Thus, even though, electron density information from CT is essential for RTP, target delineation during postoperative radiotherapy of brain tumors, especially for high-grade tumors, should be based on MRI so as to avoid inadvertent geographical misses, especially in the regions of peritumoral edema.

Keywords: Brain tumor, radiation therapy, target volumes, treatment planning

How to cite this article:
Datta NR, David R, Gupta RK, Lal P. Implications of contrast-enhanced CT-based and MRI-based target volume delineations in radiotherapy treatment planning for brain tumors. J Can Res Ther 2008;4:9-13

How to cite this URL:
Datta NR, David R, Gupta RK, Lal P. Implications of contrast-enhanced CT-based and MRI-based target volume delineations in radiotherapy treatment planning for brain tumors. J Can Res Ther [serial online] 2008 [cited 2022 Jun 30];4:9-13. Available from: https://www.cancerjournal.net/text.asp?2008/4/1/9/39598

Table 2: Mean difference in clinical target volumes and postoperative gross target volumes as evident on contrast-enhanced computed tomography and magnetic resonance imaging for (a) all patients, (b) grades I and II, and (c) grades III and IV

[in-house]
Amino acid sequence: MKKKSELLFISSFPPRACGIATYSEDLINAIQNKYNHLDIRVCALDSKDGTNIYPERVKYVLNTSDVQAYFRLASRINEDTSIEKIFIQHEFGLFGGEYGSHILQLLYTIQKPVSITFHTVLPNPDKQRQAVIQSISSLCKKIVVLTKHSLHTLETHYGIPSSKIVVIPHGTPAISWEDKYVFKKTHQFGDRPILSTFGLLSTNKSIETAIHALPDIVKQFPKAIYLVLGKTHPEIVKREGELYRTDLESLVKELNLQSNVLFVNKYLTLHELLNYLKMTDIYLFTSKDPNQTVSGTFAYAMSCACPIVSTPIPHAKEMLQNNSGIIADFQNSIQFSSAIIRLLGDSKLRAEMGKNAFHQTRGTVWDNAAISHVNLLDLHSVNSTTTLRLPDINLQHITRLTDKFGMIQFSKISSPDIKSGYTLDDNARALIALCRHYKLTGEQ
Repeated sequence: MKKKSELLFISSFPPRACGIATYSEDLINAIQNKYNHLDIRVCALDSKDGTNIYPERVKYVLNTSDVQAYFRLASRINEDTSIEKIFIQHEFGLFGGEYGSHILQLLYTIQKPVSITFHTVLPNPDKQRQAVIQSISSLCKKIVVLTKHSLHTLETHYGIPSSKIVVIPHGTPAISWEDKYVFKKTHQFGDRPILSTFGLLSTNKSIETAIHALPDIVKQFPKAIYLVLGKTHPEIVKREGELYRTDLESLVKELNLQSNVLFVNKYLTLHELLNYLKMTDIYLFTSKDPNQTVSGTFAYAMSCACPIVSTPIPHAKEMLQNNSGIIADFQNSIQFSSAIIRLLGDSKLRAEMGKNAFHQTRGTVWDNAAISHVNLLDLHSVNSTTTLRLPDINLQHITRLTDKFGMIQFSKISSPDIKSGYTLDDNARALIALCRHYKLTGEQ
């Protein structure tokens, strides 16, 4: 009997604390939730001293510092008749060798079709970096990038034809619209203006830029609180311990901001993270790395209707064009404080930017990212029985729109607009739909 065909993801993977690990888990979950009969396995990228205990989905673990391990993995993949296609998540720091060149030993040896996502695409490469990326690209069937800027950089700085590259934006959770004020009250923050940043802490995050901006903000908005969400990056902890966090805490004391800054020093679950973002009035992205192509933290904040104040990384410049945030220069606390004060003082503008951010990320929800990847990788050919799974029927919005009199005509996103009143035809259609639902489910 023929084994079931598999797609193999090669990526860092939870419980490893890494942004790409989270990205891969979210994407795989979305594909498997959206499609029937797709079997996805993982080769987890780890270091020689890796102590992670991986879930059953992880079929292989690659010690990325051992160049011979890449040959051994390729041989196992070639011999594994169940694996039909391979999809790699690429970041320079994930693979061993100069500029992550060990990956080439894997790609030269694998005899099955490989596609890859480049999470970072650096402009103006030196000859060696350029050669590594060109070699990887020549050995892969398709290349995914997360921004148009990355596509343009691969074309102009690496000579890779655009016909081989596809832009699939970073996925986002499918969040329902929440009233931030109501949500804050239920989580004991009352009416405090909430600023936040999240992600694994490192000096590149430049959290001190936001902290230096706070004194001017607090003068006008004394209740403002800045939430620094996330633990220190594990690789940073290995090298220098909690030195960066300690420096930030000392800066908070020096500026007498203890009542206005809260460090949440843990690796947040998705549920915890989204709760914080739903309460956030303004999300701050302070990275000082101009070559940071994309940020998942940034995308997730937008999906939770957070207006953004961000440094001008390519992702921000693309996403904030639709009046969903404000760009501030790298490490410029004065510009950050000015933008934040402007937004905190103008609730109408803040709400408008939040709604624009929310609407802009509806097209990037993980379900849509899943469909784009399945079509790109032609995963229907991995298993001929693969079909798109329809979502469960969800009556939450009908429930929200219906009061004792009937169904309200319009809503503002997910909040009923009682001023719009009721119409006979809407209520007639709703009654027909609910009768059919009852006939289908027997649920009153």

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Table 2: Mean difference in clinical target volumes and postoperative gross target volumes as evident on contrast-enhanced computed tomography and magnetic resonance imaging for (a) all patients, (b) grades I and II, and (c) grades III and IV

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Table 1: Patient demography (n = 21)

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Table 1: Patient demography (n = 21)

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 > Introduction Top

Postoperative irradiation for brain tumors is an accepted adjuvant treatment, especially for the higher grades of brain tumors. [1] Radiation portals are now restricted to partial brain irradiation (PBI) rather than whole brain. This is based on the evidences showing similar patterns of recurrence for both the treatment strategies. [2] However, with the use of PBI, it becomes important that the treatment portals be designed and placed to effectively include both residual tumor volume and the adjoining regions of brain parenchyma, which are likely to harbour microscopic disease.